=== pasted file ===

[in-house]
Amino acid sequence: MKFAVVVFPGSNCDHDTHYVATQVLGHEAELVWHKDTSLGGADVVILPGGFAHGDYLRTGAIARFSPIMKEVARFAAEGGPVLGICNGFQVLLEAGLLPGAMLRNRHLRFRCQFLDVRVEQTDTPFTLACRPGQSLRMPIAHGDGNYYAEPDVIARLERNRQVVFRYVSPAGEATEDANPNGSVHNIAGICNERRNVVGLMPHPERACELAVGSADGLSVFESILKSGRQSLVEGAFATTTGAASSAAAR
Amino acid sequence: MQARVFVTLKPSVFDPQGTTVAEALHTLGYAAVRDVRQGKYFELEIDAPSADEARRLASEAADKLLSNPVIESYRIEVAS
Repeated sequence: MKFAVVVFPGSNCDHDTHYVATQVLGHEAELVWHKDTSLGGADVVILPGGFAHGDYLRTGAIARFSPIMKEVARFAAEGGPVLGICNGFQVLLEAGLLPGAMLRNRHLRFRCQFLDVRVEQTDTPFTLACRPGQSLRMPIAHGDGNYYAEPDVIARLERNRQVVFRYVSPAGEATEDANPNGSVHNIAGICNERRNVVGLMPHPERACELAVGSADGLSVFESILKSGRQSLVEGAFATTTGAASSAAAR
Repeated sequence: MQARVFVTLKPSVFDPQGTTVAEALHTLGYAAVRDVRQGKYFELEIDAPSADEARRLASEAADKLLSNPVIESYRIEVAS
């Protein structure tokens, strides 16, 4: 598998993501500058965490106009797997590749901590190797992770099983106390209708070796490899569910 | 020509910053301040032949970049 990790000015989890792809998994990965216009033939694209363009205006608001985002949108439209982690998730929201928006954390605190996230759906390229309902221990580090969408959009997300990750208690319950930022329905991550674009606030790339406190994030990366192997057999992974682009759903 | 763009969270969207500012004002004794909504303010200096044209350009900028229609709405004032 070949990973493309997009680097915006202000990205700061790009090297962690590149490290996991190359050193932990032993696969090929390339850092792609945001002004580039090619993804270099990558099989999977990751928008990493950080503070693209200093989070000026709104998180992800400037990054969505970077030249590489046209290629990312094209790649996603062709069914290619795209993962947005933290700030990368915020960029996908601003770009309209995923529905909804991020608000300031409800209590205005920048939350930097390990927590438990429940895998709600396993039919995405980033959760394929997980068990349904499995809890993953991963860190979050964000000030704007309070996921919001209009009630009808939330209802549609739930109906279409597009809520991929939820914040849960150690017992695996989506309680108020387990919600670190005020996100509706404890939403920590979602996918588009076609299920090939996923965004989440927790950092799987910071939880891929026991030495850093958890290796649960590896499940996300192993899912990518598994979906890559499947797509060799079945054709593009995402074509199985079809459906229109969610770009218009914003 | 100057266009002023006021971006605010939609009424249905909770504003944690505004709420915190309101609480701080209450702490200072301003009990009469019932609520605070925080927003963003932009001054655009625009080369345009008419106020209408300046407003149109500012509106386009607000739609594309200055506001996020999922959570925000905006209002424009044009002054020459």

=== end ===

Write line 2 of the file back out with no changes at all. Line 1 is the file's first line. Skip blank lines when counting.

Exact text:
Amino acid sequence: MKFAVVVFPGSNCDHDTHYVATQVLGHEAELVWHKDTSLGGADVVILPGGFAHGDYLRTGAIARFSPIMKEVARFAAEGGPVLGICNGFQVLLEAGLLPGAMLRNRHLRFRCQFLDVRVEQTDTPFTLACRPGQSLRMPIAHGDGNYYAEPDVIARLERNRQVVFRYVSPAGEATEDANPNGSVHNIAGICNERRNVVGLMPHPERACELAVGSADGLSVFESILKSGRQSLVEGAFATTTGAASSAAAR